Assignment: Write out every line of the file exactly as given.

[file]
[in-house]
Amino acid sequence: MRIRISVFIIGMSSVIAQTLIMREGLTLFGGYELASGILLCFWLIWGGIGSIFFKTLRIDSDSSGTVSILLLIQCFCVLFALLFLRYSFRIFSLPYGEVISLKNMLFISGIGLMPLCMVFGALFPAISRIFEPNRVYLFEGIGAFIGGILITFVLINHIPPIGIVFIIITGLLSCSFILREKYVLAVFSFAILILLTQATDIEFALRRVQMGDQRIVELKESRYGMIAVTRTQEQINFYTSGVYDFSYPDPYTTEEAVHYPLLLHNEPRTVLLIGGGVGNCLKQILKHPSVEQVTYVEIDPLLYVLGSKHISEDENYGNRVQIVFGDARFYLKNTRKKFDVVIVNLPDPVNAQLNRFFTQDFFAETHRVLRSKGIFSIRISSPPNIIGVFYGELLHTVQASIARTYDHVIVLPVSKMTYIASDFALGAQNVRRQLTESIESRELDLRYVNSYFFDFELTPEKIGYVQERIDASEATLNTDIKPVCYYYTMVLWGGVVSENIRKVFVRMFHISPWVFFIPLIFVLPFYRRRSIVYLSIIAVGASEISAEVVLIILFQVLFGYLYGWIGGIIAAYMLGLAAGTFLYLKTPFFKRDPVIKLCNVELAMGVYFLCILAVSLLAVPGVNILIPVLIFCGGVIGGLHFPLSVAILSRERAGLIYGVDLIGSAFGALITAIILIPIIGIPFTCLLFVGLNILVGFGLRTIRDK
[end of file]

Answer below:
[in-house]
Amino acid sequence: MRIRISVFIIGMSSVIAQTLIMREGLTLFGGYELASGILLCFWLIWGGIGSIFFKTLRIDSDSSGTVSILLLIQCFCVLFALLFLRYSFRIFSLPYGEVISLKNMLFISGIGLMPLCMVFGALFPAISRIFEPNRVYLFEGIGAFIGGILITFVLINHIPPIGIVFIIITGLLSCSFILREKYVLAVFSFAILILLTQATDIEFALRRVQMGDQRIVELKESRYGMIAVTRTQEQINFYTSGVYDFSYPDPYTTEEAVHYPLLLHNEPRTVLLIGGGVGNCLKQILKHPSVEQVTYVEIDPLLYVLGSKHISEDENYGNRVQIVFGDARFYLKNTRKKFDVVIVNLPDPVNAQLNRFFTQDFFAETHRVLRSKGIFSIRISSPPNIIGVFYGELLHTVQASIARTYDHVIVLPVSKMTYIASDFALGAQNVRRQLTESIESRELDLRYVNSYFFDFELTPEKIGYVQERIDASEATLNTDIKPVCYYYTMVLWGGVVSENIRKVFVRMFHISPWVFFIPLIFVLPFYRRRSIVYLSIIAVGASEISAEVVLIILFQVLFGYLYGWIGGIIAAYMLGLAAGTFLYLKTPFFKRDPVIKLCNVELAMGVYFLCILAVSLLAVPGVNILIPVLIFCGGVIGGLHFPLSVAILSRERAGLIYGVDLIGSAFGALITAIILIPIIGIPFTCLLFVGLNILVGFGLRTIRDK